TEMPESTS: Storms in the Archives

Rigaud's grandmother survived the storm of 1893, but lost her parents

Clovis Rigaud by Earl Robicheaux, 2009; 4700.2499

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Grand Isle, center, "General Reconnaissance of the Gulf Coast'" 1853. NOAA.

Earl Robicheaux: So what memories or stories did your grandparents or parents tell you about the storm of 1893?

Clovis Rigaud: Well, in 1893 my grandma survived. My grandma was eleven years old and there were nothing on this island. Everything was across the bridge. As a matter of fact, LSU was building a place. They were going to have students going there and all, but that was wiped out. There was no other industry but seafood then. And she told me that at three o'clock the day before the storm she'd look under and the tide was real low. People was picking up soft-shelled crabs on the flat. And she said there was something about that sun that they'd never seen before, it was red. Fire-ball red. And three o'clock the next morning, over sixteen-hundred people was drowned. You didn't have the weather report or this, no, no.

Robicheaux: Back to . . . You say your grandmother was a survivor of the storm?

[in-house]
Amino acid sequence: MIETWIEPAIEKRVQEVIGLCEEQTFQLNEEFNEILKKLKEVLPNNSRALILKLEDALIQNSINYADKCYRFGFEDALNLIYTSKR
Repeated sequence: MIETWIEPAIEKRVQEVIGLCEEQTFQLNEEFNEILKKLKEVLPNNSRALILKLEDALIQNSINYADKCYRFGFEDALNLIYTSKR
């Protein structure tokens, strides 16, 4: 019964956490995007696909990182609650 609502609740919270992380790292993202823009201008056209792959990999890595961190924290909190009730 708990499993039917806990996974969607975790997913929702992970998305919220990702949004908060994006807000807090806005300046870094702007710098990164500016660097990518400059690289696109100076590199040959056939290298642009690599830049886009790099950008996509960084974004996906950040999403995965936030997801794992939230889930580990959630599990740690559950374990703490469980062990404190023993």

Rigaud: Yeah.

Robicheaux: Did they tell you anything about water coming up on the island?

Rigaud: Oh, she said it was a mess. She always said, "Whenever we got a storm, leave if you can. Because once it's there, all you're doing is praying to God. And it's so dark you can't see your hand and the noise of the wind wants to bust your eardrums up," she said. After the storm they moved up the bayou for a while. But she lost her mom, her daddy, and one brother survived. Her and her brother survived and the rest all drowned. They find people sixteen days after, the ship picks them up in the riptide in the Gulf. It was bad.

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